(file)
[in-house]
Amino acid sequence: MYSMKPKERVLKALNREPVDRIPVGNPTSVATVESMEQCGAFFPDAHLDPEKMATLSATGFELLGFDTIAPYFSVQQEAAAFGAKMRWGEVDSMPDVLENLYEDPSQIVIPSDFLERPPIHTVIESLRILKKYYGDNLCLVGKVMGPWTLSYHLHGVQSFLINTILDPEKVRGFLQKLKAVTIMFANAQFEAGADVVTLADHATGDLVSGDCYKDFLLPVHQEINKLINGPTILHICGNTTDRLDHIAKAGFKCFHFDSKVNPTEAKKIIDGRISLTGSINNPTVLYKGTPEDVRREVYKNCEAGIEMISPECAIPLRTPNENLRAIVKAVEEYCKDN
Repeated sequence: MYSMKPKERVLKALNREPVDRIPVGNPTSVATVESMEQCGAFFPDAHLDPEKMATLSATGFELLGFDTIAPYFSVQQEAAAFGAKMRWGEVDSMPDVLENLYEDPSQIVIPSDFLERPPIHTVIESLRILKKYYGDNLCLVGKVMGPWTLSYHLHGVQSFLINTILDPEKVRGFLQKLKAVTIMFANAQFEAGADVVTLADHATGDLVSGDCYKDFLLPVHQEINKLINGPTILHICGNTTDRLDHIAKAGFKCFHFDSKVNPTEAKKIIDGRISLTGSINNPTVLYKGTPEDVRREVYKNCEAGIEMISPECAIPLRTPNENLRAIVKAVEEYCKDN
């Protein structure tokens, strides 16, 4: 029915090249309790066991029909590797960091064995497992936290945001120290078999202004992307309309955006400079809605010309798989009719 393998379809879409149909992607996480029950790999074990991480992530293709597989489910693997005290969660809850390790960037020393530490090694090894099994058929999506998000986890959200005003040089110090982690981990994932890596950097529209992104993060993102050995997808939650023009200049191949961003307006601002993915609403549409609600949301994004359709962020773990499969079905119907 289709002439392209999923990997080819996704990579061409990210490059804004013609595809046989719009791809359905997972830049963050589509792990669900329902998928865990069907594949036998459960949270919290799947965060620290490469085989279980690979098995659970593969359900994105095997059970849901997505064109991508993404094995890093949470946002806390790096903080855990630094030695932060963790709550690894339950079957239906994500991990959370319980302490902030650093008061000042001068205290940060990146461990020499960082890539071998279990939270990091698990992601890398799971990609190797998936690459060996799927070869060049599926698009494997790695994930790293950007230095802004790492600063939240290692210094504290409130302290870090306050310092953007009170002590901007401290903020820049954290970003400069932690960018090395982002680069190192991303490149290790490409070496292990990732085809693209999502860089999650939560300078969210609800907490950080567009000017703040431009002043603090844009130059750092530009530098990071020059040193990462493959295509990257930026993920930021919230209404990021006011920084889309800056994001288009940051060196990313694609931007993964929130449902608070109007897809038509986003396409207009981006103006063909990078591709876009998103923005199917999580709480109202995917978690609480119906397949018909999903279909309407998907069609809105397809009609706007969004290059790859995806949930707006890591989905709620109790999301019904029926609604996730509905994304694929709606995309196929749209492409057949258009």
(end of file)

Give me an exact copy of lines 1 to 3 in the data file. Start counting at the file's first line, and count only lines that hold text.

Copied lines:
[in-house]
Amino acid sequence: MYSMKPKERVLKALNREPVDRIPVGNPTSVATVESMEQCGAFFPDAHLDPEKMATLSATGFELLGFDTIAPYFSVQQEAAAFGAKMRWGEVDSMPDVLENLYEDPSQIVIPSDFLERPPIHTVIESLRILKKYYGDNLCLVGKVMGPWTLSYHLHGVQSFLINTILDPEKVRGFLQKLKAVTIMFANAQFEAGADVVTLADHATGDLVSGDCYKDFLLPVHQEINKLINGPTILHICGNTTDRLDHIAKAGFKCFHFDSKVNPTEAKKIIDGRISLTGSINNPTVLYKGTPEDVRREVYKNCEAGIEMISPECAIPLRTPNENLRAIVKAVEEYCKDN
Repeated sequence: MYSMKPKERVLKALNREPVDRIPVGNPTSVATVESMEQCGAFFPDAHLDPEKMATLSATGFELLGFDTIAPYFSVQQEAAAFGAKMRWGEVDSMPDVLENLYEDPSQIVIPSDFLERPPIHTVIESLRILKKYYGDNLCLVGKVMGPWTLSYHLHGVQSFLINTILDPEKVRGFLQKLKAVTIMFANAQFEAGADVVTLADHATGDLVSGDCYKDFLLPVHQEINKLINGPTILHICGNTTDRLDHIAKAGFKCFHFDSKVNPTEAKKIIDGRISLTGSINNPTVLYKGTPEDVRREVYKNCEAGIEMISPECAIPLRTPNENLRAIVKAVEEYCKDN